Surprise! American's are a bit reserved when it comes to touch! A handshake can be considered a foray into the others intimate space, popping that personal bubble. While in Italy a hug might be considered appropriate amongst friends, while two men kissing cheeks is considered an awesome thing to do in the middle east.
Two people of the same gender holding hands may bring up many layers of meaning in the US, in other places it's simply considered a way to connect while walking and talking. But we should recognize that walking and holding hands is bonding and has it's place as a meaningful way of communicating throughout history and cultures. It's just not easy to pull off naturally in Nebraska.
I am an Arab American and as a culture Arabs are far touchier with our greetings and our interactions. Have you ever been in a line and had an Arab dude breath down your neck? That's because we have no real consideration of personal space (as long as you're the same gender). Being an Arab American made it much easier to incorporate the BroGrab into my life. But it was a bit odd to be in Dubai and notice Arab men eskimo kissing each other, complete with lip smacking. I asked about this, and it turns out the standard cheek kiss I grew up with as a greeting is reserved for people close to you. The nose kiss thing is for new friends. Whoa.
There are issues with touch greetings. How do you know how to respond when you are either in another culture, or in between cultures (like me)? Linn Katarina Grubbström had that very issue as a Swiss national living in Denmark. Her questionare and solution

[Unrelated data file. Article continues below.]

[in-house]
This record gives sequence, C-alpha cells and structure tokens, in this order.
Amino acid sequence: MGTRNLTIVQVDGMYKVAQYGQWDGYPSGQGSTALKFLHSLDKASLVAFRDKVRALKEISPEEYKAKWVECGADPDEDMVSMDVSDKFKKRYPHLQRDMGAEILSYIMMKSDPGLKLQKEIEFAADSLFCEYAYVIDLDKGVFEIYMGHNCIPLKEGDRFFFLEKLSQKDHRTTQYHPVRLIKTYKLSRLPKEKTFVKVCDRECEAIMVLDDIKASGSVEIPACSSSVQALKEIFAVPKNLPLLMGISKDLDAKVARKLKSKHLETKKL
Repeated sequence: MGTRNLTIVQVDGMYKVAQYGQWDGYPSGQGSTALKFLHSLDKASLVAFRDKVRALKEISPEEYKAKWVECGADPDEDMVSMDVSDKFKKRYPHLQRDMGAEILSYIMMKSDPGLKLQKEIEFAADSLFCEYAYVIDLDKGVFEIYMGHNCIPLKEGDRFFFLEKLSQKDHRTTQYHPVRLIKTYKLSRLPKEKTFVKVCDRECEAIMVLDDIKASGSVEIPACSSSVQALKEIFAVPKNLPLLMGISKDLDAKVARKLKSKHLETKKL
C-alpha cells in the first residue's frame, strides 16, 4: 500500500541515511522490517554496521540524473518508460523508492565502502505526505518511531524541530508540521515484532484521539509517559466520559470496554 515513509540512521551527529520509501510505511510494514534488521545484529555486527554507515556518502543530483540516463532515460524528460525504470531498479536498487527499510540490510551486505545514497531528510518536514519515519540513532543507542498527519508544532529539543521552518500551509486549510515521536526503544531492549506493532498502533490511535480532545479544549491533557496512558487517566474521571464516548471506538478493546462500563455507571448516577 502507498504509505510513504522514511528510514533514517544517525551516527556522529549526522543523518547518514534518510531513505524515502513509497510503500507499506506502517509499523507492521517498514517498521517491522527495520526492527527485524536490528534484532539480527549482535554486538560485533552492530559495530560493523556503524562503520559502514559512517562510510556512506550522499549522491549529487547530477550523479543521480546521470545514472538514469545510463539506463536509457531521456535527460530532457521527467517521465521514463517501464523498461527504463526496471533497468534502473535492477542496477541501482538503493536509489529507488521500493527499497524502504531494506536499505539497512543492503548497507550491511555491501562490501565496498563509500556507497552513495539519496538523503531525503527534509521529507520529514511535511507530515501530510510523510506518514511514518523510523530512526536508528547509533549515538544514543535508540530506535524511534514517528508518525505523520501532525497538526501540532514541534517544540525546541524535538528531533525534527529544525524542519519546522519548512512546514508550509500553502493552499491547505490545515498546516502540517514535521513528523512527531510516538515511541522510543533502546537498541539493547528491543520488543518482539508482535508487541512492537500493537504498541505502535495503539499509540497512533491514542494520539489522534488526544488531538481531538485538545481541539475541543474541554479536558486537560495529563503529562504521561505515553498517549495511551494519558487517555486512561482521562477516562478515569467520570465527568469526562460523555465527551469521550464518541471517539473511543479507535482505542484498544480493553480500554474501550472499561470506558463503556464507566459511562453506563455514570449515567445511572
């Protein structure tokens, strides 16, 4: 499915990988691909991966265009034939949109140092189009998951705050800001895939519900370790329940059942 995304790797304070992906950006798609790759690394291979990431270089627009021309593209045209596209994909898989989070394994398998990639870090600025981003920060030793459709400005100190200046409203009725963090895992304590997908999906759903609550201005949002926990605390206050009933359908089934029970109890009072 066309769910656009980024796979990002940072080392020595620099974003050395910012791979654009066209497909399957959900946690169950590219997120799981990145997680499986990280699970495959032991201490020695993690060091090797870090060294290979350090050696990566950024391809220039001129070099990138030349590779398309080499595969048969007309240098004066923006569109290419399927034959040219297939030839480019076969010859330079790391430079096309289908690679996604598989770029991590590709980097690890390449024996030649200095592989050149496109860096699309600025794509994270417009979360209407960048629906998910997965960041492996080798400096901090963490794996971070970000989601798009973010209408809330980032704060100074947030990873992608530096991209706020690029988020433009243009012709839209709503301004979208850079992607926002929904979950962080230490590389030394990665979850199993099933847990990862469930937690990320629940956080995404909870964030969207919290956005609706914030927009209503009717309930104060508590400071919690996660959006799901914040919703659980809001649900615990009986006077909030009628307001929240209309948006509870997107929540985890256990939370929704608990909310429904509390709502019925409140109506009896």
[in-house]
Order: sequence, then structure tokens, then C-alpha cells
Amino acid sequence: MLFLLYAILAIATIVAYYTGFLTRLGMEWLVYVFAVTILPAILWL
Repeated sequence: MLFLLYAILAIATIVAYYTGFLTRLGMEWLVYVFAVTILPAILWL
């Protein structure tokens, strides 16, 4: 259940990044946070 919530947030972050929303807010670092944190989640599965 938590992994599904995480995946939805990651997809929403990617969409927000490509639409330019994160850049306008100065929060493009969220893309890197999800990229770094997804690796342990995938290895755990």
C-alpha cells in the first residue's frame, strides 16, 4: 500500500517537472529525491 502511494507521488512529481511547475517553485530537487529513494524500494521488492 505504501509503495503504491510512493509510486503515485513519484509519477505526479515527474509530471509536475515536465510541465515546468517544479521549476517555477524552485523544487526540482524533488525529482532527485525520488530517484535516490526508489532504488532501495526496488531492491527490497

to the greeting sheds some light on the complications that arise from mixed cultural greetings. Tip, you'll see that she compromised between the cheek kiss and the full hug with a one armed head to the side awkward hug. Awkward is not something you should be shooting for in your greetings. If you're going to go for a greeting, GO FULL ON ALL THE WAY ACROSS THE SKY.
Growing up I had to grapple with the hugs my friends wanted to give me, especially since being raised in a muslim house the concept of a girl hugging me was not acceptable. Conversely the hugging and cheek kissing of Arabs weren't acceptable for many of the guys and girls around me. Also I had my own desire to break barriers and connect with people in a novel way. The Hip Hop Hug was good, but I didn't feel the connection with the rest of the culture. What developed from these multidimensional pressures was the Shoulder Tap
. It combines the hug my friends want, with the distance I felt comfortable with giving women hugs. It really opens people up to new conversations, takes the Hip Hop Hug and makes it my own all while breaking the touch barrier.
But what's the point? Why not just shake hands? Let's go through and study some touch history!